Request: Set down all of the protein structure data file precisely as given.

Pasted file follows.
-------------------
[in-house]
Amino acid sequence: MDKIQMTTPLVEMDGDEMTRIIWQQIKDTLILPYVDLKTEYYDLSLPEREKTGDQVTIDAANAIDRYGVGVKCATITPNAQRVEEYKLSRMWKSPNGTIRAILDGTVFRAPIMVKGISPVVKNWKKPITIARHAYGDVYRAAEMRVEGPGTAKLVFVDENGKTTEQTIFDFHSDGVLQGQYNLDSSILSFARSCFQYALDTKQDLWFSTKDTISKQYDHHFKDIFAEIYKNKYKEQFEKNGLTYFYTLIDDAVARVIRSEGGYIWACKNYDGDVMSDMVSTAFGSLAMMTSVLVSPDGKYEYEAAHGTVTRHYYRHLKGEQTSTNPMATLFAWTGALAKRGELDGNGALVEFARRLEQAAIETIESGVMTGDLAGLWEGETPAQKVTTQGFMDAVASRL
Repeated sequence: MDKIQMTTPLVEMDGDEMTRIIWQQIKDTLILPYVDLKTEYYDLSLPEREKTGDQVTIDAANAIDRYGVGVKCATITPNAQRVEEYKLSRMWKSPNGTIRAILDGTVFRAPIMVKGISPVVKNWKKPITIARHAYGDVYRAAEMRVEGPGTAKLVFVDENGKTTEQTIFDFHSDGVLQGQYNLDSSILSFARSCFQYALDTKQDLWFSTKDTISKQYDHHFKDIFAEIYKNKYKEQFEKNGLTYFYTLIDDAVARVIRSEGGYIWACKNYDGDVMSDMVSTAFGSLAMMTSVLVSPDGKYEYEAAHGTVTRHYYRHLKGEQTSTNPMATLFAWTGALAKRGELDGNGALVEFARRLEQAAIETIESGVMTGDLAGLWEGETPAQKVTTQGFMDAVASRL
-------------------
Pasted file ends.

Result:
[in-house]
Amino acid sequence: MDKIQMTTPLVEMDGDEMTRIIWQQIKDTLILPYVDLKTEYYDLSLPEREKTGDQVTIDAANAIDRYGVGVKCATITPNAQRVEEYKLSRMWKSPNGTIRAILDGTVFRAPIMVKGISPVVKNWKKPITIARHAYGDVYRAAEMRVEGPGTAKLVFVDENGKTTEQTIFDFHSDGVLQGQYNLDSSILSFARSCFQYALDTKQDLWFSTKDTISKQYDHHFKDIFAEIYKNKYKEQFEKNGLTYFYTLIDDAVARVIRSEGGYIWACKNYDGDVMSDMVSTAFGSLAMMTSVLVSPDGKYEYEAAHGTVTRHYYRHLKGEQTSTNPMATLFAWTGALAKRGELDGNGALVEFARRLEQAAIETIESGVMTGDLAGLWEGETPAQKVTTQGFMDAVASRL
Repeated sequence: MDKIQMTTPLVEMDGDEMTRIIWQQIKDTLILPYVDLKTEYYDLSLPEREKTGDQVTIDAANAIDRYGVGVKCATITPNAQRVEEYKLSRMWKSPNGTIRAILDGTVFRAPIMVKGISPVVKNWKKPITIARHAYGDVYRAAEMRVEGPGTAKLVFVDENGKTTEQTIFDFHSDGVLQGQYNLDSSILSFARSCFQYALDTKQDLWFSTKDTISKQYDHHFKDIFAEIYKNKYKEQFEKNGLTYFYTLIDDAVARVIRSEGGYIWACKNYDGDVMSDMVSTAFGSLAMMTSVLVSPDGKYEYEAAHGTVTRHYYRHLKGEQTSTNPMATLFAWTGALAKRGELDGNGALVEFARRLEQAAIETIESGVMTGDLAGLWEGETPAQKVTTQGFMDAVASRL